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Orthostatic Hypotension - Questions

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A 72-year-old man has had several falls over the past month. He denies any dizziness, headache, tremors, gait, or visual problems preceding the falls. One year ago, he was prescribed an antidepressant (nortriptyline) for depression after his wife's death. He also takes warfarin and digoxin 0.25 mg daily for chronic atrial fibrillation. He reports that he feels well and his appetite has improved. Repeat measurements indicate that the systolic blood pressure is 155/75 mm Hg while supine and decreases to 110/70 mm Hg upon standing, without syncope or dizziness. His pulse is 78 beats per minute and irregular. His INR is 2.2. What is the next step in his management?



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Which medication is most likely to cause orthostatic hypotension?



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With what is orthostatic hypotension associated?



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Which vital sign is associated with orthostatic hypotension?



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What is the greatest concern when using vasodilatory medication in the elderly?



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What is a positive tilt test?



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What is the definition of orthostasis?



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Which of the following drugs is indicated for the treatment of orthostatic hypotension?



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A group of patients is being led in a parachute activity for sensory integration. Some of the patients have schizophrenia and are on antipsychotic medication. Which side effect of these medications would be most important during this activity?



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A patient with spinal cord injury has completed mat work during occupational therapy. While transferring from supine to sitting the patient becomes nauseated and dizzy. What should be done?



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A patient with spinal cord injury develops severe lightheadedness and nausea after being brought to a stand at the standing table. She seems to be losing consciousness. What is the best management of this situation?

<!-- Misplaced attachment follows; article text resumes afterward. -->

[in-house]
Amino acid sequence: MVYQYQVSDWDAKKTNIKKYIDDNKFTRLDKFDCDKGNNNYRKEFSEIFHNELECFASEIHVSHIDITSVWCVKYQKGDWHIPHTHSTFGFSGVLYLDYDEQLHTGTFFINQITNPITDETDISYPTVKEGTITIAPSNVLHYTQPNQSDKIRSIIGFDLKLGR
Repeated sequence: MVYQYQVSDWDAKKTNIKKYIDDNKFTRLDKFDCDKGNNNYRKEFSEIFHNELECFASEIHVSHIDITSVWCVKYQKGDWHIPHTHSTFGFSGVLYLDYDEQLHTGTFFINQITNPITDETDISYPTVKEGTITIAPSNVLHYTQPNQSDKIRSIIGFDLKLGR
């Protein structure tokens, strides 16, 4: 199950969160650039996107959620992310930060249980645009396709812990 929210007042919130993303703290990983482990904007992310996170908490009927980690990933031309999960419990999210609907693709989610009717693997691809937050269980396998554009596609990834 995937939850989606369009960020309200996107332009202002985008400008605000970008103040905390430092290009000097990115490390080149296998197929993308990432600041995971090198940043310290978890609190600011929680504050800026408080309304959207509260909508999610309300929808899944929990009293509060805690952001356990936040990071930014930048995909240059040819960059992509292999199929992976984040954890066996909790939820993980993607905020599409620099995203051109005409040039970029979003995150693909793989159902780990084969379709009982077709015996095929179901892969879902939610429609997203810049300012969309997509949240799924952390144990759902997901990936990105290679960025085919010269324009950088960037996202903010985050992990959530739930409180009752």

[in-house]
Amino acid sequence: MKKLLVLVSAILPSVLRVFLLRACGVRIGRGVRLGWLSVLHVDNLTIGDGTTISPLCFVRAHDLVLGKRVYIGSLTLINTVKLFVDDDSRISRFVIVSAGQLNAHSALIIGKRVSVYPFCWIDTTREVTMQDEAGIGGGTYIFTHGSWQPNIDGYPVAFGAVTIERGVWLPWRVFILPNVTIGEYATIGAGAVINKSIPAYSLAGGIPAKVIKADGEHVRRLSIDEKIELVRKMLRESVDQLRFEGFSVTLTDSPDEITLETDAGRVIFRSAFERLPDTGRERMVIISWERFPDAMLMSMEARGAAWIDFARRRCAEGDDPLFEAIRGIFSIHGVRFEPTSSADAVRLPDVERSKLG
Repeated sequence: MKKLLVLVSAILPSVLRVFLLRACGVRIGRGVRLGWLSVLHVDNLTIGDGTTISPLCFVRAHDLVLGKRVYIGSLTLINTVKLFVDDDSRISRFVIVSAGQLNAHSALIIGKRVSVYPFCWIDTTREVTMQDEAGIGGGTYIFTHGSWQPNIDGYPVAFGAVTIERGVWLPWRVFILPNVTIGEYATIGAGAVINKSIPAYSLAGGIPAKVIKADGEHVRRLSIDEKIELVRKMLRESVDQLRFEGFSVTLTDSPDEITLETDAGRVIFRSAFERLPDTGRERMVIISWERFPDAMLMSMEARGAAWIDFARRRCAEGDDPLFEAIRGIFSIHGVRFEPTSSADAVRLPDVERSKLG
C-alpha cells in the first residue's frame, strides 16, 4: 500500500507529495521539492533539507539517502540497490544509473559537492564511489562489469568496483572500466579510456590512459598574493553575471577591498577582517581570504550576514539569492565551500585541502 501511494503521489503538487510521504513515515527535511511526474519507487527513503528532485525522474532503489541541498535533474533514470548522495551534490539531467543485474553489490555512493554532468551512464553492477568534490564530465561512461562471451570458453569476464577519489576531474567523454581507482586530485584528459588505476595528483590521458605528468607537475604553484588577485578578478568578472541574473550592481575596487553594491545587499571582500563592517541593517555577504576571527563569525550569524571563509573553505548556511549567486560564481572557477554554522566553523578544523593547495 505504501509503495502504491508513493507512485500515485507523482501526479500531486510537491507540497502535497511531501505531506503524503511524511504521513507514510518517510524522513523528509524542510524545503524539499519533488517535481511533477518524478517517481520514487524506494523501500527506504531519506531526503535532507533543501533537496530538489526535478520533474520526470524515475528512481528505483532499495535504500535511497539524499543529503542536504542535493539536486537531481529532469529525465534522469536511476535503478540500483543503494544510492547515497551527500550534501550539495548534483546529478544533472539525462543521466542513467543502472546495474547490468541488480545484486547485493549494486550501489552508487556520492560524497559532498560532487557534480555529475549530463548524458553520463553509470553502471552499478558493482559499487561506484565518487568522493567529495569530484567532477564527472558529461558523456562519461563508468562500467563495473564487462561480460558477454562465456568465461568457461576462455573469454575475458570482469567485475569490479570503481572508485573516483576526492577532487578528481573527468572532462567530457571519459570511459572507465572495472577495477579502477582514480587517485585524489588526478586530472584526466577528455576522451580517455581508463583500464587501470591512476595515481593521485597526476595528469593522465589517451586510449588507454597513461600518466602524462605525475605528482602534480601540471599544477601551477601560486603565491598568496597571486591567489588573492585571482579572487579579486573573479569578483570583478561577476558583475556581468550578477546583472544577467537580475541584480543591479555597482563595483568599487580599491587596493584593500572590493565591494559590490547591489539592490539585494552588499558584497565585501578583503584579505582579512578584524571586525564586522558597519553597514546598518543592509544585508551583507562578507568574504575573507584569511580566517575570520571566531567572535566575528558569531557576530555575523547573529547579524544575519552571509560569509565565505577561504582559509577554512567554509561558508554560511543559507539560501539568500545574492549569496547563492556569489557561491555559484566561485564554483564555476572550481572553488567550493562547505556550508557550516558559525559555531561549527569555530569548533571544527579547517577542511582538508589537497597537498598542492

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Which of the following is a recommended strategy for avoiding orthostatic hypotension in a patient on antihypertensive medication?



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What is the most common cause of syncope in elderly patients?



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What position produces orthostatic hypotension?



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What is commonly given to reduce orthostatic hypotension?



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Which combination of drugs may increase the risk of orthostatic hypotension?



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Which drug causes postural hypotension?



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When a patient stands how much of a decrease in systolic blood would indicate postural hypotension?



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An 85-year-old woman with a past medical history of osteopenia and hypothyroidism is evaluated in the emergency department after an episode of syncope that occurred 3 hours ago. The patient’s husband claims that she has had recurrent episodes of syncope over the past few months. According to the patient's husband, she regained consciousness within 20 seconds and experienced no confusion after the event. She has no evidence of tongue biting or incontinence. The patient states that she "passed out" when she got up from the kitchen table to get a glass of water. Her only medications are cholecalciferol 2,000 units daily and levothyroxine 75mcg daily. On physical exam, the patient is lying comfortably on the stretcher in no acute distress. Her vital signs are within normal limits. Cardiovascular and respiratory exams are benign. The patient complains of pain to palpation in the left lower quadrant of the abdomen. ECG shows normal sinus rhythm. Which of the following tests is most appropriate?